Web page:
President Trump never fails to find a way to do the right thing for the wrong reason and in the most ham-handed manner. The deployment of US Marshall’s and Homeland Security agents to Portland could have been justified simply by the need to protect the Mark Hatfield Federal Building, the judicial employees who work there, and those who need to do business there. If anyone interfered with those functions, the president had a duty to deploy the marshals to protect the facility and arrest violators. That’s what the US Marshals Service was established to do. See 28 USC Section 566.
If local authorities refused to assist and effectively condoned the attacks, the Insurrection Act provided a process to federalize the National Guard to protect federal authority. Specifically, it requires the president to first “by proclamation, immediately order the insurgents to disperse and retire peaceably to their abodes within a limited time”. See 10 USC Section 254. In addition to being legally required, such a proclamation would have enabled him to build the public support for such an admittedly extraordinary action. If the attacks continued nevertheless, the situation would have been no different than when the South Carolina militia fired on Fort Sumter in 1861 or when George Wallace stood in the schoolhouse door to stop desegregation in Alabama. The President would have to act to protect federal authority and the Union.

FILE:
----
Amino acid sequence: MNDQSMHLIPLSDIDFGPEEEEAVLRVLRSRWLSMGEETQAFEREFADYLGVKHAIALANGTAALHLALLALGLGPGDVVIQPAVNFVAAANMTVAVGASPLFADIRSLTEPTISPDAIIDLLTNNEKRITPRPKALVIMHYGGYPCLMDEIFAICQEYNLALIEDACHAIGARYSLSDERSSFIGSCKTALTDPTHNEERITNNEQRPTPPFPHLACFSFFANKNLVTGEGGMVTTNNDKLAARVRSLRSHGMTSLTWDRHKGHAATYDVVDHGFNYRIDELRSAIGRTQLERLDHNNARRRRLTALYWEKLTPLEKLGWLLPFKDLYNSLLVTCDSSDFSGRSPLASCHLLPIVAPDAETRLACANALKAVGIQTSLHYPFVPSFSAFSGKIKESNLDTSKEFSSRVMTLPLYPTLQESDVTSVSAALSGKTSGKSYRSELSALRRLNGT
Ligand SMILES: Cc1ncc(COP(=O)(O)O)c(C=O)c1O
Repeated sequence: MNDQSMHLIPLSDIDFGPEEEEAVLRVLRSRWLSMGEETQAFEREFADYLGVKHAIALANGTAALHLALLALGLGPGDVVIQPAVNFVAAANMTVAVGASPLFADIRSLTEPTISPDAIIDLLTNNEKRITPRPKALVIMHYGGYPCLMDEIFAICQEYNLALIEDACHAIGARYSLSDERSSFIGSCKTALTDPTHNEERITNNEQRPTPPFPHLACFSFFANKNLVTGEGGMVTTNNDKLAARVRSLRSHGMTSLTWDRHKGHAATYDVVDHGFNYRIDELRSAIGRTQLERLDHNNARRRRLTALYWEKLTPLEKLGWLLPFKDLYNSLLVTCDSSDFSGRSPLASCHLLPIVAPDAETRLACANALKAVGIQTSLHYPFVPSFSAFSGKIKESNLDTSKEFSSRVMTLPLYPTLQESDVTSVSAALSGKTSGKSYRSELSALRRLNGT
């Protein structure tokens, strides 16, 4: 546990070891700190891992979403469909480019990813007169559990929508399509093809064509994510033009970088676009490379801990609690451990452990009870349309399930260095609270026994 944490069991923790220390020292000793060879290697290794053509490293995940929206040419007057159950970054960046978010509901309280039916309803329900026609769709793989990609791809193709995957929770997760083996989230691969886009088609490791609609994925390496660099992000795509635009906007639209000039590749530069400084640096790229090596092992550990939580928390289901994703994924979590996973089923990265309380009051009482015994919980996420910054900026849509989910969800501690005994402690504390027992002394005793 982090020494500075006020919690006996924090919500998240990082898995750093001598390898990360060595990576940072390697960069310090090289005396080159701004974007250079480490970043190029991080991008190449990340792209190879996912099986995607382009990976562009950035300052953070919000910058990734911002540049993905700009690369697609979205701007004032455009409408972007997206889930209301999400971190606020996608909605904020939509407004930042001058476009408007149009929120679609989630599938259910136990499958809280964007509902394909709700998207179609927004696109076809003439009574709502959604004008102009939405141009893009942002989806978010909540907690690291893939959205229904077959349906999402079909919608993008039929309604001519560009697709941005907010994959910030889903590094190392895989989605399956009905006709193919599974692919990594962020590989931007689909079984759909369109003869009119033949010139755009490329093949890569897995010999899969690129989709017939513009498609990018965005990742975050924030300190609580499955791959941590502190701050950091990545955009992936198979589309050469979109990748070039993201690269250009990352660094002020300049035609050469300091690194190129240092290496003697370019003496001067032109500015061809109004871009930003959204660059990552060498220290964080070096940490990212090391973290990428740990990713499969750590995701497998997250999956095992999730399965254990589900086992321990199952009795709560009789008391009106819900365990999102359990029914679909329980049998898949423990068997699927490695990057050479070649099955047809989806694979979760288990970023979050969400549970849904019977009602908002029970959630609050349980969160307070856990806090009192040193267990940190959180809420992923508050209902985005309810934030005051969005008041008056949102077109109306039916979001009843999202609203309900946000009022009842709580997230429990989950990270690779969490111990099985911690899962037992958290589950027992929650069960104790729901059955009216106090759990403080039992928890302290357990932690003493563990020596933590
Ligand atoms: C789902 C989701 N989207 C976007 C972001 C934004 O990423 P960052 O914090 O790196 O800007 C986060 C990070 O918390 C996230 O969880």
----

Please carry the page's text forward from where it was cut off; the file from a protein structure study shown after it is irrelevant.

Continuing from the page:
Instead, the President has used other provisions under the act intended to provide equal protection under the law to protect not people, but monuments and statues and now to enforce local laws. As I mentioned in a previous post, the federal government should support a “surge” in metropolitan police forces to rebuild their effectiveness and legitimacy. However, it should have been accomplished through increased funding of local police departments subject to strict guidelines. Federal enforcement agencies do not have the manpower or the local support to enforce local laws.
The drastic actions in Portland and elsewhere could have been an opportunity to unify the nation in support of federally protected rights. Once again, the president squandered that chance. A federal judge in Portland is currently considering a suit by the state of Oregon to restrain the forces protecting the very building which she holds court. Our only hope is that the judge will deny the state’s motion with enough legal eloquence to start to create the national unity we so desperately need.